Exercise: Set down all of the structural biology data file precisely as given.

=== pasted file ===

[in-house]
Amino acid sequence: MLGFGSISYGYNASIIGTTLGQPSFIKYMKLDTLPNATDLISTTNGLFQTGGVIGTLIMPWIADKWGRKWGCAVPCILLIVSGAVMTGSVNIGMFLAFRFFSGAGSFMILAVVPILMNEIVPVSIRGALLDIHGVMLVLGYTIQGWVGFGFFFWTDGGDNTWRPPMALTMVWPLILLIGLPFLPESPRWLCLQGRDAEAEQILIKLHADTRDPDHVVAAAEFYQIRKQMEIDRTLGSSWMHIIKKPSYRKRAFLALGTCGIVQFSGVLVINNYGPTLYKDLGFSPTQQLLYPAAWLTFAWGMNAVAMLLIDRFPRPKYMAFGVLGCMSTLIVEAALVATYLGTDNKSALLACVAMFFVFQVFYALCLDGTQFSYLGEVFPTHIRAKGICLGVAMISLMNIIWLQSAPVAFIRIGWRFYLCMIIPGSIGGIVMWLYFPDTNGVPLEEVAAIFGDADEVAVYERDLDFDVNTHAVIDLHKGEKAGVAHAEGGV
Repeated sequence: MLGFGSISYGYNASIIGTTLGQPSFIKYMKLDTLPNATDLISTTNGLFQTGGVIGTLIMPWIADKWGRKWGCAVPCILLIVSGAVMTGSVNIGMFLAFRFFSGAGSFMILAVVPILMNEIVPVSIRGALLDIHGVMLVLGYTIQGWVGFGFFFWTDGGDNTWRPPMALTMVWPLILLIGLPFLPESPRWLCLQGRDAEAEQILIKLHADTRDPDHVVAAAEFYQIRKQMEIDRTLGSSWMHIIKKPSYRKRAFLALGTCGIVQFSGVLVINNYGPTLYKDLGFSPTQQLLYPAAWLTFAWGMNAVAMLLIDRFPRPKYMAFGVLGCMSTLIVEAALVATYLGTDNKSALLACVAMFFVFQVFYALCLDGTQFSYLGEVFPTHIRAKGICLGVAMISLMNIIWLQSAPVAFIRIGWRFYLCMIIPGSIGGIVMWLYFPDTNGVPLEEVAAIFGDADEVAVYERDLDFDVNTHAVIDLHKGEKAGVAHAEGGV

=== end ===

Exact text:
[in-house]
Amino acid sequence: MLGFGSISYGYNASIIGTTLGQPSFIKYMKLDTLPNATDLISTTNGLFQTGGVIGTLIMPWIADKWGRKWGCAVPCILLIVSGAVMTGSVNIGMFLAFRFFSGAGSFMILAVVPILMNEIVPVSIRGALLDIHGVMLVLGYTIQGWVGFGFFFWTDGGDNTWRPPMALTMVWPLILLIGLPFLPESPRWLCLQGRDAEAEQILIKLHADTRDPDHVVAAAEFYQIRKQMEIDRTLGSSWMHIIKKPSYRKRAFLALGTCGIVQFSGVLVINNYGPTLYKDLGFSPTQQLLYPAAWLTFAWGMNAVAMLLIDRFPRPKYMAFGVLGCMSTLIVEAALVATYLGTDNKSALLACVAMFFVFQVFYALCLDGTQFSYLGEVFPTHIRAKGICLGVAMISLMNIIWLQSAPVAFIRIGWRFYLCMIIPGSIGGIVMWLYFPDTNGVPLEEVAAIFGDADEVAVYERDLDFDVNTHAVIDLHKGEKAGVAHAEGGV
Repeated sequence: MLGFGSISYGYNASIIGTTLGQPSFIKYMKLDTLPNATDLISTTNGLFQTGGVIGTLIMPWIADKWGRKWGCAVPCILLIVSGAVMTGSVNIGMFLAFRFFSGAGSFMILAVVPILMNEIVPVSIRGALLDIHGVMLVLGYTIQGWVGFGFFFWTDGGDNTWRPPMALTMVWPLILLIGLPFLPESPRWLCLQGRDAEAEQILIKLHADTRDPDHVVAAAEFYQIRKQMEIDRTLGSSWMHIIKKPSYRKRAFLALGTCGIVQFSGVLVINNYGPTLYKDLGFSPTQQLLYPAAWLTFAWGMNAVAMLLIDRFPRPKYMAFGVLGCMSTLIVEAALVATYLGTDNKSALLACVAMFFVFQVFYALCLDGTQFSYLGEVFPTHIRAKGICLGVAMISLMNIIWLQSAPVAFIRIGWRFYLCMIIPGSIGGIVMWLYFPDTNGVPLEEVAAIFGDADEVAVYERDLDFDVNTHAVIDLHKGEKAGVAHAEGGV